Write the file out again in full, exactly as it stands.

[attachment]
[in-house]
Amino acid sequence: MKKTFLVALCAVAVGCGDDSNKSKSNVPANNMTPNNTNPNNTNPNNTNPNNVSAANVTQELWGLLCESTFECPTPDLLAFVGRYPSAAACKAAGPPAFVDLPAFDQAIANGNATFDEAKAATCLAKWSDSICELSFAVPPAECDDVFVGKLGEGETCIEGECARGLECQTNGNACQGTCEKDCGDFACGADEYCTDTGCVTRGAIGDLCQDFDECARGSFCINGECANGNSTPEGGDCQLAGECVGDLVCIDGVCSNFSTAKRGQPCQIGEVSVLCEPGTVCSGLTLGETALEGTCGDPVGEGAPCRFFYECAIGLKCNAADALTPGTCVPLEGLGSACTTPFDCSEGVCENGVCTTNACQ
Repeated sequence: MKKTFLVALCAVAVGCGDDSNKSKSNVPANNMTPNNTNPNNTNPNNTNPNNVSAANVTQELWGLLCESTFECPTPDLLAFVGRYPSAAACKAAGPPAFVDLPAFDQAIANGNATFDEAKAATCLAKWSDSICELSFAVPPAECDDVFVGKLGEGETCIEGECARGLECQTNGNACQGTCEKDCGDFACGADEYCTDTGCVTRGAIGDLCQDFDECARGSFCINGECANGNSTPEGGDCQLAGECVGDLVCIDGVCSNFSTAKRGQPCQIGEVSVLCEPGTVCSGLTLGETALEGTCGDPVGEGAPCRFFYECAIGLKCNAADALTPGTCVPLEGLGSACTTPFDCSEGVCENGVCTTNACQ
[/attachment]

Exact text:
[in-house]
Amino acid sequence: MKKTFLVALCAVAVGCGDDSNKSKSNVPANNMTPNNTNPNNTNPNNTNPNNVSAANVTQELWGLLCESTFECPTPDLLAFVGRYPSAAACKAAGPPAFVDLPAFDQAIANGNATFDEAKAATCLAKWSDSICELSFAVPPAECDDVFVGKLGEGETCIEGECARGLECQTNGNACQGTCEKDCGDFACGADEYCTDTGCVTRGAIGDLCQDFDECARGSFCINGECANGNSTPEGGDCQLAGECVGDLVCIDGVCSNFSTAKRGQPCQIGEVSVLCEPGTVCSGLTLGETALEGTCGDPVGEGAPCRFFYECAIGLKCNAADALTPGTCVPLEGLGSACTTPFDCSEGVCENGVCTTNACQ
Repeated sequence: MKKTFLVALCAVAVGCGDDSNKSKSNVPANNMTPNNTNPNNTNPNNTNPNNVSAANVTQELWGLLCESTFECPTPDLLAFVGRYPSAAACKAAGPPAFVDLPAFDQAIANGNATFDEAKAATCLAKWSDSICELSFAVPPAECDDVFVGKLGEGETCIEGECARGLECQTNGNACQGTCEKDCGDFACGADEYCTDTGCVTRGAIGDLCQDFDECARGSFCINGECANGNSTPEGGDCQLAGECVGDLVCIDGVCSNFSTAKRGQPCQIGEVSVLCEPGTVCSGLTLGETALEGTCGDPVGEGAPCRFFYECAIGLKCNAADALTPGTCVPLEGLGSACTTPFDCSEGVCENGVCTTNACQ